When we first started our new vineyard we decided that we wanted to do things the right way. We had seen all around us how this island had changed over the last twenty or thirty years. How it was being treated as if there was no tomorrow and as if growth was the only option. Over the last 100 years or more, man has demanded more and more from our soil. We could not understand why everybody was participating in a race for more; more produce, more tourists, more income, more roads, more flights and more congestion. More of everything even though that would result in more stress and, ultimately, in a depletion of this island’s resources, whilst severely effecting the well-being of our children and of our grandchildren. This attitude might possibly endanger the future and the survival of Mallorca, this small paradise in the Mediterranean Sea.
We wanted to do our work in a responsible way and in a manner of sustainability. We wanted to stop depleting our resources, diminishing our natural assets and forever taking from our land. Instead, we wanted to start giving back to this island what it needed: health, dignity, repose and harmony. We decided that we would aim for an ecological balance on our land of give and take by aiming to keep our CO2 emissions as low as possible. We wanted to work the land as it had been a long time ago when our forefathers were in touch with nature and the elements and were respectful and grateful to the land that had nourished them and their ancestors. Our aim was to do things the organic way, even a bio-dynamic way which is an on-going opportunity to accommodate our fascination with the wonderful complexity of the natural world.
The land at Son Alegre had been ill-treated for so long. Years and years of ploughing with heavy tractors had effectively compacted the soil to a composition almost as hard as concrete. It was time to give the soil a bit of a rest.
Our land is composed of the Call Vermell soil, typical for many parts of Southeast Mallorca, a clay loam formation containing a high level of iron oxide and lime. This soil is interspersed with plenty of stones, characteristically preserving humidity a little bit longer than soil of a different makeup.
We started planting trees. First an olive grove (Olea europaea) and then an orchard of Algarrobos (Ceratonia siliqua, Carob trees). Since day one of our venture, we decided not to use any commercial fertilizers, be they chemical or natural, and we also decided not to plough the land. For us, to plough or not to plough was never the question. We knew that below the surface there was an active organism of life and natural nutrients that wanted to be left alone to be able to do their job; ants, worms, insects, amoebozoans and other little creatures, fungi and mycorrhiza. We knew that every time we upturned the soil by passing the plough over it, we would destroy and demolish the invisible structure that lay beneath the surface, a structure that we would need in order to nourish our land and our plants.
We started to plant our first vines. For one last time we had to use ploughing tractors to create the trenches where we would plant the rootstocks. After this, there would be no more ploughing. Yes, there are disadvantages to this way of gentle agriculture, drawbacks which would effect the soil. There is no doubt that ploughing aerates the land. If the soil is not aerated it might at times be deficient in water which would mean that we would have to irrigate the land whenever necessary. Luckily, Son Alegre has its own historic water source and the water is brought up by the use of solar panels, thus reducing carbon dioxide emissions.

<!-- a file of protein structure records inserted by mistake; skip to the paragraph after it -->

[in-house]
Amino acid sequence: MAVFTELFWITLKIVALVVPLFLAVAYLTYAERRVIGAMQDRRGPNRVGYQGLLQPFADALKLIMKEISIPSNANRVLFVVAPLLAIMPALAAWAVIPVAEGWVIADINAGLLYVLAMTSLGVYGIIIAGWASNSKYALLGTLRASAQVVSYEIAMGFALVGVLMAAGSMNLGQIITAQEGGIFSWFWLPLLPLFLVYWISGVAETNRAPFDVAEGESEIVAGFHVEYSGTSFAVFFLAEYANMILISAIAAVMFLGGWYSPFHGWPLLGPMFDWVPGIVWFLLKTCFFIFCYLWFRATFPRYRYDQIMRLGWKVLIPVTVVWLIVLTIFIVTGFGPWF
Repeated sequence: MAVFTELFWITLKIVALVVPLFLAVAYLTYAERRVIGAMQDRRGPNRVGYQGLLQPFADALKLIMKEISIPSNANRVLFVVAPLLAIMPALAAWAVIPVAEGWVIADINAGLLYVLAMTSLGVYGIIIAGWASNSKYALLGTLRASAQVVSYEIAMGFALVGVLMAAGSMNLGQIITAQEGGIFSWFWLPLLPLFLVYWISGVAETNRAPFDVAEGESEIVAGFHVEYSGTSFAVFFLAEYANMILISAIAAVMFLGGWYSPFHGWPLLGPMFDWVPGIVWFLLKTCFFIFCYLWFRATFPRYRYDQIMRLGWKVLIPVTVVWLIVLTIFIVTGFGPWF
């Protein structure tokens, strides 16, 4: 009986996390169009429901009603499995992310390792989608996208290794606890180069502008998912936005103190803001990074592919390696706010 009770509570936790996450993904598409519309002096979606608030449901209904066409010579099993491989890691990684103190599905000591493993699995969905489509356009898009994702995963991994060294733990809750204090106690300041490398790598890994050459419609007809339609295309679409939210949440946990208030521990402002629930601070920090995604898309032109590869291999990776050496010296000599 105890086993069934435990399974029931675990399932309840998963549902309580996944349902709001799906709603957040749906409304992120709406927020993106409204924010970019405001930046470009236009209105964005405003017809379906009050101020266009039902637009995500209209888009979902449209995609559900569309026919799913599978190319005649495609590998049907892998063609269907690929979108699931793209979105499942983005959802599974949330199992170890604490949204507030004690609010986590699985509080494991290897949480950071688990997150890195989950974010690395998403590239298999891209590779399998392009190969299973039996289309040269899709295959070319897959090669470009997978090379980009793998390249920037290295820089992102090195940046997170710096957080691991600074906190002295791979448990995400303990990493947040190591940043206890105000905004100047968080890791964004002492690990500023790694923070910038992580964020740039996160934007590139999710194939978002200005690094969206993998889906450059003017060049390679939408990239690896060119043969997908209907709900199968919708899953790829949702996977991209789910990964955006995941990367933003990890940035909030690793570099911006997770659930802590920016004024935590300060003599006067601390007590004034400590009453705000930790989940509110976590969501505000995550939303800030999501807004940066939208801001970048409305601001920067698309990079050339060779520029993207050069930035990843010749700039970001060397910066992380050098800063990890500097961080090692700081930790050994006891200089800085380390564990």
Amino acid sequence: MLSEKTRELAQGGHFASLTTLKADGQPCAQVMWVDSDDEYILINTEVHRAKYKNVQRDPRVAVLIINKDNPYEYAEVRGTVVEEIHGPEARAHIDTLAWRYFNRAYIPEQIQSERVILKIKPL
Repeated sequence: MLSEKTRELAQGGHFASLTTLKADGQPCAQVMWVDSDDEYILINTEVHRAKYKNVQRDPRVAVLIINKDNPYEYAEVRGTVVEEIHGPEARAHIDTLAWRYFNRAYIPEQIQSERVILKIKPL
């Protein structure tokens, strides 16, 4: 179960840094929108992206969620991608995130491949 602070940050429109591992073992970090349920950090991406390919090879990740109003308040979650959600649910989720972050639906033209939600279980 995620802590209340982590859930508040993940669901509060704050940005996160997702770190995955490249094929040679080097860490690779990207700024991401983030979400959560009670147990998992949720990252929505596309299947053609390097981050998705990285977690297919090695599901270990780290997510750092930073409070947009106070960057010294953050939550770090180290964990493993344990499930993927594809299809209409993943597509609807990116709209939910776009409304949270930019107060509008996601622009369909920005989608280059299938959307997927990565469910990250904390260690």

The benefits of not ploughing the land are manifold. We neither disturb nor destroy the delicate composure of the living organisms (plants, animals and microbes) below the surface of our land. We do not diminish the nutrients which are being produced by the ecological partnership of ants, earthworms, minerals, nitrates, phosphates, fungi and mycorrhiza. Vegetative growth is stimulated and with it chlorophyll, in turn producing photosynthesis and thus, absorbing CO2. The policy of gentle intervention creates environmental peace and an equilibrium that attracts wildlife such as birds, insects, bees, butterflies and a multitude of creepy crawlers which in fact all help us decompose, nourish, fertilize and, of course, pollinate our vines and other plants. When we allow all living beings to exist underground in tranquility and balance they inadvertently help us and our work. Thus an environment is created which acts as a means of biological pest control, promoting biodiversity and generally benefitting the ecosystem and the biosphere in general.
During the winter months, we also bring our sheep to graze the land between the rows of vines, helping to keep the ground cover at bay. At the same time the ruminants fertilize the land with their faeces, adding manure, essential elements and humus to the soil.
The more we honour the holistic interaction of our vine plants with the native flora, often mistakenly called weeds, and the influence of native insects, bugs and other tiny creatures, the more thriving and healthy our grapes will grow. In short, we simply allow nature to do its integrated and holistic task even if it may lead to smaller quantities of produce and a lower profit margin.
Our respect for Nature has so far given us good harvests. It may not always be perfect, but it is always in accordance with our sanity, health and peace of mind. We want our soil to remain of good use for future generations. We aim to give back to Nature what Nature has given us, forever more.
Nature is always the best.